The Lordships have very correctly held that this country has been achieved through the enormous sacrifices and relentless struggle of our forefathers, with a clear vision for an independent democratic state, wherein the principle of democracy, freedom, equality, tolerance and social justice, as enunciated by Islam, shall be fully observed and wherein the State shall exercise its powers and authority through the chosen representative of the people, as a sacred trust, and wherein shall be guaranteed fundamental rights.

The judgment, thereafter, bemoans that even after 73 years since the creation of our country, the people of Pakistan are frequently denied their constitutionally guaranteed rights and democratic norms are flouted with impunity. The judgment enumerates all the legal instruments starting from “Public and Representative Offices (Disqualification) Act, 1949 (PRODA) providing for debarring or disqualifying our politician/holder of public offices, and/or putting them on trial in the name of cleansing the fountainheads of governance, with the observations that these laws were framed and applied with an oblique motive of arm twisting and pressurizing political opponents into submission, or remove them from the electoral scene at least temporarily, or to change political loyalties, for splintering and fracturing political parties; pygmies were selected, nurtured, promoted, and brought to prominence and power.

Pakistan is a democratic state and a democratic state by definition is a system of governance where the rulers are held accountable by its citizens. Democracy is rule by the people, where there is a rule of law that allows all the people to freely and fairly elect/chose accountable leaders, who in return serve the people/electors as a part of the social contract. Locke (d. 1679) and Kant (d.1793) argued that the sovereign people play a protective role with regard to citizens’ liberties in general and against despotic power in particular. JS Mill sought to define the nature and limits of the power which can be legitimately exercised by society (state) over the individual, and as such, he describes an inherent and continuous antagonism between liberty and authority and thus, the prevailing question becomes how to make the fitting adjustment between individual independence and social control. These protections and adjustments are made in the national social contracts, ours is the 1973 Constitution that enshrines all the Fundamental Rights that are conceived by Islam or international human right regime.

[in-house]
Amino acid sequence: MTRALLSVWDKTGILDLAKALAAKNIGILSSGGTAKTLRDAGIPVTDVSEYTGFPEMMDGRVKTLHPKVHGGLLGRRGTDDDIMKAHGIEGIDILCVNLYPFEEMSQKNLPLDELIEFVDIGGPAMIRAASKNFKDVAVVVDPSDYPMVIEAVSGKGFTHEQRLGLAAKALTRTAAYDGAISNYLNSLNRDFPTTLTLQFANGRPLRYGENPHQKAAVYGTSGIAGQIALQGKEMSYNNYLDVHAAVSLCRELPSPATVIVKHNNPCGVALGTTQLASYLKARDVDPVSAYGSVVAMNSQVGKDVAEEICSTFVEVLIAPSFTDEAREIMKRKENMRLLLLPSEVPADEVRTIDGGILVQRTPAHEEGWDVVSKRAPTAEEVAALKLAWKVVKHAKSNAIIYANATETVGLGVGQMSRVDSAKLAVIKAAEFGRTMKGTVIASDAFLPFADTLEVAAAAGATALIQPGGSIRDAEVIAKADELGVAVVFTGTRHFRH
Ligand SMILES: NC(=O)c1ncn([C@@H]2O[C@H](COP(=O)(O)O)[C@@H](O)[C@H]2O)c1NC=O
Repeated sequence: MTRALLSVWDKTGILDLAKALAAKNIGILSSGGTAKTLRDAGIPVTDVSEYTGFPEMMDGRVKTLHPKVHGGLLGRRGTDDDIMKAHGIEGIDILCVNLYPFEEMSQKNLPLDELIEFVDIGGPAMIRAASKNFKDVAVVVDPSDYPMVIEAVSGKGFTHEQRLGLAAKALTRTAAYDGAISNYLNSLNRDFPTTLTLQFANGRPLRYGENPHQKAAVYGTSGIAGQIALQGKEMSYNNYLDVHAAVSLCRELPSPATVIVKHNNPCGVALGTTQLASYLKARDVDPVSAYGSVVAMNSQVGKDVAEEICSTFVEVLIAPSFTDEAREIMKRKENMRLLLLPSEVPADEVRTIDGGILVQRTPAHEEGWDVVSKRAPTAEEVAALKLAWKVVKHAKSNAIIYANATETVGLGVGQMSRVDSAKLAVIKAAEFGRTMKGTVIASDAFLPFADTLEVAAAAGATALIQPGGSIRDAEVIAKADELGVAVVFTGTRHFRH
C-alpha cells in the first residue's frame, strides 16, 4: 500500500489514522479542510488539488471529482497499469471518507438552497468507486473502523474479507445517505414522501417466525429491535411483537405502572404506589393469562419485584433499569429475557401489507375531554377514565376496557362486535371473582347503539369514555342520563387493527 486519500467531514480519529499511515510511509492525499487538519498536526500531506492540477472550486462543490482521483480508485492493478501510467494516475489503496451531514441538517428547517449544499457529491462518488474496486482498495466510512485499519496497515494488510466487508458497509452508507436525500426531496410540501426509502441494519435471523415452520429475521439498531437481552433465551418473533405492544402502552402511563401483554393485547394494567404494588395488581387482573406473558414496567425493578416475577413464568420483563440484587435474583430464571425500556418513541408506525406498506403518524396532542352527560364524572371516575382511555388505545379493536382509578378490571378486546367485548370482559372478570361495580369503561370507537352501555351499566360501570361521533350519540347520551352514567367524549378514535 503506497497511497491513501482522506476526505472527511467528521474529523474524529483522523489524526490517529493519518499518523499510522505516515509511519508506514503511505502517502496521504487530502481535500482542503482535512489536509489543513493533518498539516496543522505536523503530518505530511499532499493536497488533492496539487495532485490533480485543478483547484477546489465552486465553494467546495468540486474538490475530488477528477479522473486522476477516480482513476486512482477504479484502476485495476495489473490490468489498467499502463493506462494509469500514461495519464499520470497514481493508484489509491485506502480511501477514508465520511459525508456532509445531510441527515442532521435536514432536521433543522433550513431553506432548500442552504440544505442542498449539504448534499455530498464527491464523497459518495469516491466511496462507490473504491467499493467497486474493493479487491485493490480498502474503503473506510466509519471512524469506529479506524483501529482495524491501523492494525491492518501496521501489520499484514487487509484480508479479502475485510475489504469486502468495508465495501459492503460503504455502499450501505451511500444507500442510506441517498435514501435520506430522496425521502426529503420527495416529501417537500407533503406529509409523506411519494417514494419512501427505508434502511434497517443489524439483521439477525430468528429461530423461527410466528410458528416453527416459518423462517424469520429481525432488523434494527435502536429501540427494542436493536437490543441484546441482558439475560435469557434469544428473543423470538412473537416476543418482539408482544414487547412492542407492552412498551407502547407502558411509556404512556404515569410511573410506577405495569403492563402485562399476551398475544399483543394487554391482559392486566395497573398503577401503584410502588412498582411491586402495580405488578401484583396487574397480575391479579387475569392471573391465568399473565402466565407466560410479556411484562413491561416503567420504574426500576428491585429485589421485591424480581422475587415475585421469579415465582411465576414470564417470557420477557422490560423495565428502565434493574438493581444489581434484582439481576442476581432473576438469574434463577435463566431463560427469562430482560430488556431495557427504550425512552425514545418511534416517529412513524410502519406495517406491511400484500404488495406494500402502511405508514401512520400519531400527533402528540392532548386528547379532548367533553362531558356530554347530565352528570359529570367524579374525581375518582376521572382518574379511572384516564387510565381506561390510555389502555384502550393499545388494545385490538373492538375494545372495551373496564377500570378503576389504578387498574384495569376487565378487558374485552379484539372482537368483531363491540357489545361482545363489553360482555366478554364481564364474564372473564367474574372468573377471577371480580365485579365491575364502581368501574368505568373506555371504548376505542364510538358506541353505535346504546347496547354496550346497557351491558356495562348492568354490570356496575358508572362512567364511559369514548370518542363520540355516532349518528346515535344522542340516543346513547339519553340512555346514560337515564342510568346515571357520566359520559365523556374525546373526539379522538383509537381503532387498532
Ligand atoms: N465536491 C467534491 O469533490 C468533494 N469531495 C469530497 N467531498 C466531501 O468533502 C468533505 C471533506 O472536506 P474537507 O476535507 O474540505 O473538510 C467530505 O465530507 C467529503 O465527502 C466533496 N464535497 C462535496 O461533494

The founding fathers of our social contract knew very well that (i) liberty provides a base level of the required intellectual, spiritual, political, social and economic diversity; (ii) free societies lead to better economies and social development; (iii) freedom leads to more stable, progressive and healthy societies; (iv) high levels of liberty lead to more contented and happier citizens; (v) greater political liberty often leads to greater cultural and artistic expressions; (vi) political liberty is the foundation of personal transcendence. Therefore, our Constitution lays the greatest possible emphasis on the fundamental doctrine of freedom, expressed in many facets, knowing the very fact that a healthy and progressive society cannot consist of dwarfs (daolay shah key choohay), as rightly held by the Lordships.

We, unfortunately, have dwarfed our people by brute power; hence, we lag behind in most of the global indicators, sometimes lowers than even tiny far-off states, despite being a great nation of 220 million people with a great civilization at the back. If our State actors continue to dwarfs their men, then history will dwarf them into a blackhole. The writer is a former special assistant to prime minister and a constitutional lawyer: